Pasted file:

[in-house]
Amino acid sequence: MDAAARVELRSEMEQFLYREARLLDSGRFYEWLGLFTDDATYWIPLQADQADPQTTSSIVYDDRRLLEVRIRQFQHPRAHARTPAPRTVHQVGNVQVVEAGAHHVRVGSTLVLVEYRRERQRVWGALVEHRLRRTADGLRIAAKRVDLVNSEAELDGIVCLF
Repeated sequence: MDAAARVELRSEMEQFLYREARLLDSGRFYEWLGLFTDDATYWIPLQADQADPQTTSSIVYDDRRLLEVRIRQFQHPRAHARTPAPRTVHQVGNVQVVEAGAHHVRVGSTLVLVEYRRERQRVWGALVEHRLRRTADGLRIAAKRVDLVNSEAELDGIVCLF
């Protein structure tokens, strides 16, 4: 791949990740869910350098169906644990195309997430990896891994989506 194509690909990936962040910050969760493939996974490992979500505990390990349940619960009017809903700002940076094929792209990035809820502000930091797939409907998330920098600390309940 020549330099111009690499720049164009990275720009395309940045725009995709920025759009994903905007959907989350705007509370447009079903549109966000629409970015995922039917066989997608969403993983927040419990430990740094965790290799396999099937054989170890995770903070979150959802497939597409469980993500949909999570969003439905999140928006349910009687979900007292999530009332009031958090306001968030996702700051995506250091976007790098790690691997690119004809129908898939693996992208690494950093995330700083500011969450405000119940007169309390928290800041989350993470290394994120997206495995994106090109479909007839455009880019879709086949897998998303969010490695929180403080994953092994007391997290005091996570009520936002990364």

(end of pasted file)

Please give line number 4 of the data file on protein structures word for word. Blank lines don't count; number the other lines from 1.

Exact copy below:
């Protein structure tokens, strides 16, 4: 791949990740869910350098169906644990195309997430990896891994989506 194509690909990936962040910050969760493939996974490992979500505990390990349940619960009017809903700002940076094929792209990035809820502000930091797939409907998330920098600390309940 020549330099111009690499720049164009990275720009395309940045725009995709920025759009994903905007959907989350705007509370447009079903549109966000629409970015995922039917066989997608969403993983927040419990430990740094965790290799396999099937054989170890995770903070979150959802497939597409469980993500949909999570969003439905999140928006349910009687979900007292999530009332009031958090306001968030996702700051995506250091976007790098790690691997690119004809129908898939693996992208690494950093995330700083500011969450405000119940007169309390928290800041989350993470290394994120997206495995994106090109479909007839455009880019879709086949897998998303969010490695929180403080994953092994007391997290005091996570009520936002990364």